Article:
I’m always evaluating the cost of what the blogger has asked for against how much of my budget I’ve already committed and comparing the cost of fulfilling the request to how much promotion I think we’ll receive from the post. It’s a complex equation with no real formula (try as some bloggers might to create one). One way to ensure that I’m interested in allocating a piece of my budget for you begins with taking a critical look at your blog and its reach, then developing a pitch in line with that.
Sure, it’s great to start big and then negotiate, but ask too big and you turn off a potential partner. It comes down to how much of the budget the person thinks they should spend on you, and how much return that will generate. If a company has a $1,000 budget for blog partnerships for the month and you ask for $800 of that but your blog only has 2,000 monthly readers, it’s likely your pitch will be denied. But if you start small, maybe ask for something of a $50 value the first time, there’s a greater chance of your pitch being accepted – and if you show a good return, the partnership could grow with time.
What to do instead:
What is “too big” is going to vary from company to company so take a look at the range of prices for the company’s product or service, aim in the low-to-middle end to begin with, and keep in mind where you fall along the blogger spectrum. If your readership is small, asking for the Presidential Suite or the first-class seat or the most expensive tour is not the place to start. If your blog is just starting out, focus more on creating quality content and building up your readership before you start seeking out sponsorship arrangements.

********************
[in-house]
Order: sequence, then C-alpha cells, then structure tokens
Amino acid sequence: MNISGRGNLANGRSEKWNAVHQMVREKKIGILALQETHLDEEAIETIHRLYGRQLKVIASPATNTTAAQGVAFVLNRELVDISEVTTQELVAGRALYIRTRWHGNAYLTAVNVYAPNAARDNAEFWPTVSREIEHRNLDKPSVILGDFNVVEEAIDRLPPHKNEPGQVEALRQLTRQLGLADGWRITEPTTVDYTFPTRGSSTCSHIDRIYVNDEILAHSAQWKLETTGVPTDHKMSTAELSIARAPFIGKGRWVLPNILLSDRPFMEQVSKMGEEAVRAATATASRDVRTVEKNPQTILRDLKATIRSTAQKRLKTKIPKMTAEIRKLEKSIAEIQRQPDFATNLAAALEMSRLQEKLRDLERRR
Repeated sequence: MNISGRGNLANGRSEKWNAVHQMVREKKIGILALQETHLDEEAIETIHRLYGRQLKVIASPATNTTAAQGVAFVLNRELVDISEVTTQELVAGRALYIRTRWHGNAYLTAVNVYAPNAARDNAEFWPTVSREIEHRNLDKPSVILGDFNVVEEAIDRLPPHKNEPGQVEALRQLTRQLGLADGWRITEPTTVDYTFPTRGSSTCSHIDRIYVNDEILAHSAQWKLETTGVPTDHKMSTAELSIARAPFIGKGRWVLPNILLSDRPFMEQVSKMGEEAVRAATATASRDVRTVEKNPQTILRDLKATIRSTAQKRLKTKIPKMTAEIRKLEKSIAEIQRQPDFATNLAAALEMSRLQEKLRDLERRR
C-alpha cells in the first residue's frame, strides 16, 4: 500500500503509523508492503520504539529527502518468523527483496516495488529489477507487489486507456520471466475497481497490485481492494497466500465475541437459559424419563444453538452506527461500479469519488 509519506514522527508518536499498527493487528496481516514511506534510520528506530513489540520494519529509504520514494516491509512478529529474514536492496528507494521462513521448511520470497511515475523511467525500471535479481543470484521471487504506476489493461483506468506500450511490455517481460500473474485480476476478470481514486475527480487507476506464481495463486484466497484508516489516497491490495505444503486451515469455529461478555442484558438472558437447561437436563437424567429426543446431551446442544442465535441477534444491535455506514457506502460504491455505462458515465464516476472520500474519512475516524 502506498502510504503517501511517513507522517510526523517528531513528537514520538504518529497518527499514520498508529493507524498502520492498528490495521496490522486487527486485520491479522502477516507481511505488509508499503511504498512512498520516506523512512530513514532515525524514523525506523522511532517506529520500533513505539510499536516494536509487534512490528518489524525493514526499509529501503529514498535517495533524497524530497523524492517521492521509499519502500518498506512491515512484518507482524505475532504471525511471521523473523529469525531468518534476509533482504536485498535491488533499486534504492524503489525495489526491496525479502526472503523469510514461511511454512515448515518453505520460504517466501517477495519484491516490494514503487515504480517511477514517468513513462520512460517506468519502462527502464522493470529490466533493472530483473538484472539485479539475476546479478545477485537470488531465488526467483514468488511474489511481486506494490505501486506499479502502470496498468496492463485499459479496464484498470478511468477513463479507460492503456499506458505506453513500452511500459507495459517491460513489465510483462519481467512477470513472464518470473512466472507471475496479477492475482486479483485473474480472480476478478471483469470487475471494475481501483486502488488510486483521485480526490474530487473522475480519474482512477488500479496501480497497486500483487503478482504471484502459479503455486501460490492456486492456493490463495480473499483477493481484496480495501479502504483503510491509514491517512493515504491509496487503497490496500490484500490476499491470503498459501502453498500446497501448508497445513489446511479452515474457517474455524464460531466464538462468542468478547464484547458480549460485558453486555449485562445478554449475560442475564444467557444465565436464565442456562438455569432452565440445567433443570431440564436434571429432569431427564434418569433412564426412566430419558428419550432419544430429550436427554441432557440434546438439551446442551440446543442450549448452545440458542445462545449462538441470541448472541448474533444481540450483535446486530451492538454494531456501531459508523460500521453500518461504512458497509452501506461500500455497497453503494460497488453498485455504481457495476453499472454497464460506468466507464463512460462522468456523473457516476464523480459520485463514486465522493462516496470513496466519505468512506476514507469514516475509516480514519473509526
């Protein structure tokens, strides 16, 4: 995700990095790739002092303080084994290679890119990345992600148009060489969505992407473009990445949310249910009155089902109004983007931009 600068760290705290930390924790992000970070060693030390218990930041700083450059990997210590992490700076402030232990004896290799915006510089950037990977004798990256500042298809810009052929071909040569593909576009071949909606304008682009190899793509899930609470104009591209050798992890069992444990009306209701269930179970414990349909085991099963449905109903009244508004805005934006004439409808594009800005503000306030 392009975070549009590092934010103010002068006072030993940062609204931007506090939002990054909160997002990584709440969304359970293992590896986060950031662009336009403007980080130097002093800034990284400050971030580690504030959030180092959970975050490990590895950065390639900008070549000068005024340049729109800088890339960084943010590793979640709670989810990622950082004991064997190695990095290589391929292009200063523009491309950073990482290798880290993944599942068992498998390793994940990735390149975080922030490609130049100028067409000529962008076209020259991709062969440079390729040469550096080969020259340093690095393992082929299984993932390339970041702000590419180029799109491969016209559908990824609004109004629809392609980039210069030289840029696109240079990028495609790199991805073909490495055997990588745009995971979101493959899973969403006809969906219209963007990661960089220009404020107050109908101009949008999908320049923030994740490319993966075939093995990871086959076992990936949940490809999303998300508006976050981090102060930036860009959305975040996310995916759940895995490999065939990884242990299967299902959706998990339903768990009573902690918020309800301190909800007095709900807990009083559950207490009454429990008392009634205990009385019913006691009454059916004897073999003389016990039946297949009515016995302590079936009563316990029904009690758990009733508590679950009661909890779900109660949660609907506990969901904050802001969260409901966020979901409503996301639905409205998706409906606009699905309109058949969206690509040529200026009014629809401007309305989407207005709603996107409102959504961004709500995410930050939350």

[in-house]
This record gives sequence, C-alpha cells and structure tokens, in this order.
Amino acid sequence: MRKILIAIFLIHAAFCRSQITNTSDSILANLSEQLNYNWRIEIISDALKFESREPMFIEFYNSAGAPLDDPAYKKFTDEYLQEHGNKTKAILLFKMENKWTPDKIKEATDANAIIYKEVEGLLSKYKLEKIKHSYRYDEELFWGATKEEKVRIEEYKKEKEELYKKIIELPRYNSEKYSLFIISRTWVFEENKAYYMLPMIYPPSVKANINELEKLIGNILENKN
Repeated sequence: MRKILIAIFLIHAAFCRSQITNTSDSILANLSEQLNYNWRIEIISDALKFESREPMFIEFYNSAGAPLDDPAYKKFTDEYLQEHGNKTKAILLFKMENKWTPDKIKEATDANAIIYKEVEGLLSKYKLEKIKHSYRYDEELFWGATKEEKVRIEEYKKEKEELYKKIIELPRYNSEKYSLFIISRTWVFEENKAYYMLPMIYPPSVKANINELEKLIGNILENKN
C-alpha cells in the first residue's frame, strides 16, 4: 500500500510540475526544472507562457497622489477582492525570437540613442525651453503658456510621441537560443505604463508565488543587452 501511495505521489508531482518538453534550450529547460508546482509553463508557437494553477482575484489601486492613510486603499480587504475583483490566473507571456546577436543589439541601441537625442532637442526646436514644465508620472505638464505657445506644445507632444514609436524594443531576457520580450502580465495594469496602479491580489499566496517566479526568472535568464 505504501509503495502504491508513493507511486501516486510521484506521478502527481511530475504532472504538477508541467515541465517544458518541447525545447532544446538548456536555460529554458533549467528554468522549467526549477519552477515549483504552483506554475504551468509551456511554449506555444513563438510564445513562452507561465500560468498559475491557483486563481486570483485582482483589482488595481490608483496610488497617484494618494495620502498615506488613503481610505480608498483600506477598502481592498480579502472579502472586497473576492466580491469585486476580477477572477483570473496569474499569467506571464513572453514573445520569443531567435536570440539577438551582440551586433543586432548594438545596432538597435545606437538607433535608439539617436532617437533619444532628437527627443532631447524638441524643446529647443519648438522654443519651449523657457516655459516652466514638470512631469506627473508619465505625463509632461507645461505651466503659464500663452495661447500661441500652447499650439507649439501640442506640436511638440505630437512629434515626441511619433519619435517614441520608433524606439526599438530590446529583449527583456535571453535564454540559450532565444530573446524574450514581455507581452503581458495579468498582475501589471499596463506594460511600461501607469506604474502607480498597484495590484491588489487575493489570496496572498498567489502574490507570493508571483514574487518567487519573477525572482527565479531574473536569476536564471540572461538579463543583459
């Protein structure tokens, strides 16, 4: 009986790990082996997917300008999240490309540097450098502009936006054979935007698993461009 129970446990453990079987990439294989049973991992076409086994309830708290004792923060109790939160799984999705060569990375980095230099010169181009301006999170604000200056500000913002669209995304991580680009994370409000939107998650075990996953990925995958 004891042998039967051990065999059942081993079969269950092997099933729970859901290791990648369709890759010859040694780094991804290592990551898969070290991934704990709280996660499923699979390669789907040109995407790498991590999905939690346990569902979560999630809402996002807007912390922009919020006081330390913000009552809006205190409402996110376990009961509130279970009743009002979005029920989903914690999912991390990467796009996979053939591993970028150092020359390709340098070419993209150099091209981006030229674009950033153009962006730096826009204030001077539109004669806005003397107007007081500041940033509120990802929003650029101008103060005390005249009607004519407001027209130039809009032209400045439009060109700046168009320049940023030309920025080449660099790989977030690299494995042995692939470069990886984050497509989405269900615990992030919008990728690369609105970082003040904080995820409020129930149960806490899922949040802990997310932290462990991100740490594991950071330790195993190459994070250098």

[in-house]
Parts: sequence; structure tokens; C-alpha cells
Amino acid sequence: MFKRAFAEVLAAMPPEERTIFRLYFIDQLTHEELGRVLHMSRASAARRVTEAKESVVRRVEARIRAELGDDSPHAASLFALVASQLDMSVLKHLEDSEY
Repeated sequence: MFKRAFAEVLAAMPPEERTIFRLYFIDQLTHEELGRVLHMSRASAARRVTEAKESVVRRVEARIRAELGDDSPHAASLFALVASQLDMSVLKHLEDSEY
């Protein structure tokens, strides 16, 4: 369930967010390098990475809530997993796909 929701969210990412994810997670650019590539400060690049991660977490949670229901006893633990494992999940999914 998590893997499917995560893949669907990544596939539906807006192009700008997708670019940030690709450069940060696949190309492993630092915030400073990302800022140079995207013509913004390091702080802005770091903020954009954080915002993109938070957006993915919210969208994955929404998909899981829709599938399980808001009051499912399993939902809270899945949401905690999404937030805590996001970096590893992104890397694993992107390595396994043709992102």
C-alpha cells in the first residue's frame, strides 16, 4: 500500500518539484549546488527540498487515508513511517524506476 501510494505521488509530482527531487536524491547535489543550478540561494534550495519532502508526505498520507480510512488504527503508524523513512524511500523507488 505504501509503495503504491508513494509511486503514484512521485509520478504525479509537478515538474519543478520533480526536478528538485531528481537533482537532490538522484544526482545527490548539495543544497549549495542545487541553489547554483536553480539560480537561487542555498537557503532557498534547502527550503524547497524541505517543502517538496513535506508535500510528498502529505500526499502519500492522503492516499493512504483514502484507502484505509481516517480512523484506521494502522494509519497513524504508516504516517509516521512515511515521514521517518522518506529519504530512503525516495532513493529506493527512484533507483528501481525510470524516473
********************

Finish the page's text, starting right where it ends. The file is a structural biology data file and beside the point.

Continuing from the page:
Regardless of how much you ask for, it’s your job to show the potential partner what you are worth. If your readership is small but dedicated, or if your blog is the perfect niche for their product, or if a previous sponsored post generated 200 referrals, let them know. It’s not all about big numbers, it’s about the right numbers. Demonstrate what you can offer but don’t oversell yourself or make promises you can’t keep.
You asked too late.
Sending an email on Friday to ask for a tour that starts on Monday won’t get you the response you want (it might not even get you any response at all). In most cases, the person you are pitching can’t and shouldn’t have to drop everything to accommodate your last-minute request.
But what constitutes “too late” can vary from person to person. For my circumstances, arranging a complimentary tour can take anywhere from one to two weeks. It’s a process that takes a few emails and can span several time zones. I can sometimes accommodate requests that come in with only a week or two of notice, but it’s more difficult to do so and more of these requests end up getting declined than those that come in further in advance.
What to do instead: